Essential Eschatology by Jay Phelan is both a thought-provoking book for Christian lifestyle and a theological book. Dr. Phelan makes sense. I am going to review all chapters of his book, starting with the first two chapters in this post. Incidentally these two chapters are on Amazon where you can read them and order this book.
Phelan begins by postulating that both Jews and Christians believe that God intends to bring his great work of creation to completion. (p. 16) He reveals that eschatology is more grand than just prediction, charts and "left behind" theology. Phelan writes:
Eschatology is not about the end only, but also about the beginning and middle of faith and life as well. . . God's promise is "new heavens and a new earth" (Is. 65:17; Rev. 21:1-4). But this does not mean God's future is a remote reality we passively await. For Christians the future spills into the present. Jesus would assert that in a profound sense the kingdom of God was already here. (p. 17)At points Jay will sound unorthodox. For example, he mentions that "Jesus took his cues from the book of Isaiah and framed his ministry around the book's hopes and expectations." (p. 20) I gulped when I read that and wondered how his editor from IVP Academic would let that fly--is taking your clues academic language I wondered. I believe that the Son of God did not need to take His clues from Isaiah--He is all-knowing and didn't have to study Isaiah even though He did quote Scripture. He even pointed out to His parents that He was about His heavenly Father's business--not Isaiah's business.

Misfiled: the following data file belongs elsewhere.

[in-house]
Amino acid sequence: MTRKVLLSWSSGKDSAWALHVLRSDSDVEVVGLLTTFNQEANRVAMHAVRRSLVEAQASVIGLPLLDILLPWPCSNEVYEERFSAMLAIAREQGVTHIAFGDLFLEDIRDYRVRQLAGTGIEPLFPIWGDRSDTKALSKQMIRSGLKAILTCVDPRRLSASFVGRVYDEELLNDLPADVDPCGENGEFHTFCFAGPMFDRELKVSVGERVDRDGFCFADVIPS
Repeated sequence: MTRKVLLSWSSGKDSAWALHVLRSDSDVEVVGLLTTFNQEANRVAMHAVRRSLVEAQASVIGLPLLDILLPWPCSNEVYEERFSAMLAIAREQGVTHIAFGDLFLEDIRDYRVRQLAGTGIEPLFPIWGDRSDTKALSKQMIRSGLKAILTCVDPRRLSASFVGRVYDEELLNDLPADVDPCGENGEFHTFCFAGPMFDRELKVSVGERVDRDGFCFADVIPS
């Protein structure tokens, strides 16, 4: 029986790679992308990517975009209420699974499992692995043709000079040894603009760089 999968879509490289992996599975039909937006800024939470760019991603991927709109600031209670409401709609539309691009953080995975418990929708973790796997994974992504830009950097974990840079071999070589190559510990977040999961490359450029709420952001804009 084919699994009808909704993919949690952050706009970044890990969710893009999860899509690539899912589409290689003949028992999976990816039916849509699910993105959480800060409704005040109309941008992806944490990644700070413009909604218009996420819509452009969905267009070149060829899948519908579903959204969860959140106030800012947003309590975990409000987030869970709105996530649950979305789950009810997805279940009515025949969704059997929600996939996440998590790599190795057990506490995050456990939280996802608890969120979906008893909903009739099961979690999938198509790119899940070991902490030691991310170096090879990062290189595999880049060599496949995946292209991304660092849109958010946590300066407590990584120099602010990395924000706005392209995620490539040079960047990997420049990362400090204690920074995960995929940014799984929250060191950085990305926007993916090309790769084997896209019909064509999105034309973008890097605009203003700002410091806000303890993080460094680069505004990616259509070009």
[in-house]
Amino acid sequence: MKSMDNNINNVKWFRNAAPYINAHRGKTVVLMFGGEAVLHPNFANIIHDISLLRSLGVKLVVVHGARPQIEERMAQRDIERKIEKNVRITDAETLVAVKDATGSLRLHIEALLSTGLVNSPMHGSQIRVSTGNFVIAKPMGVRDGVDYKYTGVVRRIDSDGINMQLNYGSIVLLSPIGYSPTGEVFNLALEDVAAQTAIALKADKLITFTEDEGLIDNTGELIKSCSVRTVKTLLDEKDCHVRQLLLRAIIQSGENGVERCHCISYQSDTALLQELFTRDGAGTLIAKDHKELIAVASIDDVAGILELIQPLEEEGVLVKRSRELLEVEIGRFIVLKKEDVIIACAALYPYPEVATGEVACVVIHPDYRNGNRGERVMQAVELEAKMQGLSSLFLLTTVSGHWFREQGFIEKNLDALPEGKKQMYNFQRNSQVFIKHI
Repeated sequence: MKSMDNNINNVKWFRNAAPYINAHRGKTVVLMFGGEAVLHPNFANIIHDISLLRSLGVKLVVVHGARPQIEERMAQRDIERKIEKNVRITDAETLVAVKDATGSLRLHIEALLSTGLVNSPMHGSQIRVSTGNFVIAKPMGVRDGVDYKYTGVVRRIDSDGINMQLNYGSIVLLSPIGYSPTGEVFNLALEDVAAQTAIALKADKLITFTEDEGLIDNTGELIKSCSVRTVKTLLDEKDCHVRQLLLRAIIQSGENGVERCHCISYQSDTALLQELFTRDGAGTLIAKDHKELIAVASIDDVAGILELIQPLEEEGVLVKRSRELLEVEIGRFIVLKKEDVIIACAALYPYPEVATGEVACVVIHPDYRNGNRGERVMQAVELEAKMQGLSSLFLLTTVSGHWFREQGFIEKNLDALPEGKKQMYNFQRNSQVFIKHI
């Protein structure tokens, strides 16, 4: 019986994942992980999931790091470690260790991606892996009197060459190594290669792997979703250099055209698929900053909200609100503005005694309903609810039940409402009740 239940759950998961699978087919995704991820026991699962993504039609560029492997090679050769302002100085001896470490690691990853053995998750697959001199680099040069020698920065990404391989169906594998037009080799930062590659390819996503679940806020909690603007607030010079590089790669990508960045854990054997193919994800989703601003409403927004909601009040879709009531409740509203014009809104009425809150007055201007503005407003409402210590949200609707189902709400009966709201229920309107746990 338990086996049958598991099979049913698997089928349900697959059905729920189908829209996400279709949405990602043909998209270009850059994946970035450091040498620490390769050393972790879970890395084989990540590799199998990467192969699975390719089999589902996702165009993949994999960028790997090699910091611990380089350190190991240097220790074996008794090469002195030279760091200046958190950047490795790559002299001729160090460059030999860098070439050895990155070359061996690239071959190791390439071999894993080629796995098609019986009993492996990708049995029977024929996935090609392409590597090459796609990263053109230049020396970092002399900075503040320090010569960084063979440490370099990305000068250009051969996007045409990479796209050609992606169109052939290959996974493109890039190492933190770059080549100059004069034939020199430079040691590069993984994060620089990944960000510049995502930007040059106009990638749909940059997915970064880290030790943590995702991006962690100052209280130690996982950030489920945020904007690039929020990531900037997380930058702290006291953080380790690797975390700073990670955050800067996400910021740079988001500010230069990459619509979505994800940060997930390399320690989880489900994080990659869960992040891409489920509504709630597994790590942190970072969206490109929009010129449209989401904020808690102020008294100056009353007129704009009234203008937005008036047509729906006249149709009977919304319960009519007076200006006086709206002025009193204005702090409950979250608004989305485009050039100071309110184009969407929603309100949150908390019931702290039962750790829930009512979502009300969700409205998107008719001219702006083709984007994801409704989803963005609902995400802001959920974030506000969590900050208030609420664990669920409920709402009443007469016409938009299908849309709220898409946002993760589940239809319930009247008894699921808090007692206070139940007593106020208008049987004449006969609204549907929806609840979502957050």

Chapter two starts with this question:
Why do we need to reclaim a vibrant Christian eschatology, an eschatology that is not merely abstract speculation or smirking complacency? Isn't Christian eschatology a discredited doctrine valued only the scholars and fanatics? (p. 30)To answer this question he looks to history. He points out that early Christians believed in the resurrection of Christ and their own resurrection. He directs our attention to LIVING BETWEEN ROMANS 13 AND REVELATION 13.
We respect the state and its authority as a gift from God. But we are wary of the state and its authority because of the pressure of compromise.Instead we seek first God's kingdom and His righteousness as we read in Matthew 6:33. We put the end in view. We need to trust God in the here and now, even though we might live in an atmosphere of postmodern despair. We need Christian community rather than escapism. He concludes chapter two by saying:
Some [Christians] perhaps view the coming end of the world with gloom and hopelessness. Others may view it with gleeful expectation. Christians accept neither extreme. We see both as self-indulgent and escapist. (p. 48)When my husband was entering into the hope of the resurrection with his death at the end of June, we both worshipped our LORD together. One of his last senses to go with his dementia was his hearing. We listened to hymns and he moved his hand as if he was conducting a choir. He was looking forward to our LORD who would take his soul. We await that time when the LORD will return and believers' souls will be reunited with our bodies. Jews and Christians live with hope.
That hope, that faith, cannot be shaken as Hebrews 12:28 reads. One of my friends, Mary, sent me that verse recently in our daily email exchange of Scripture. We are receiving that kingdom already and we do indeed have that hope. Let us worship! We who believe in God's purposes for His world can worship now and that worship will never end.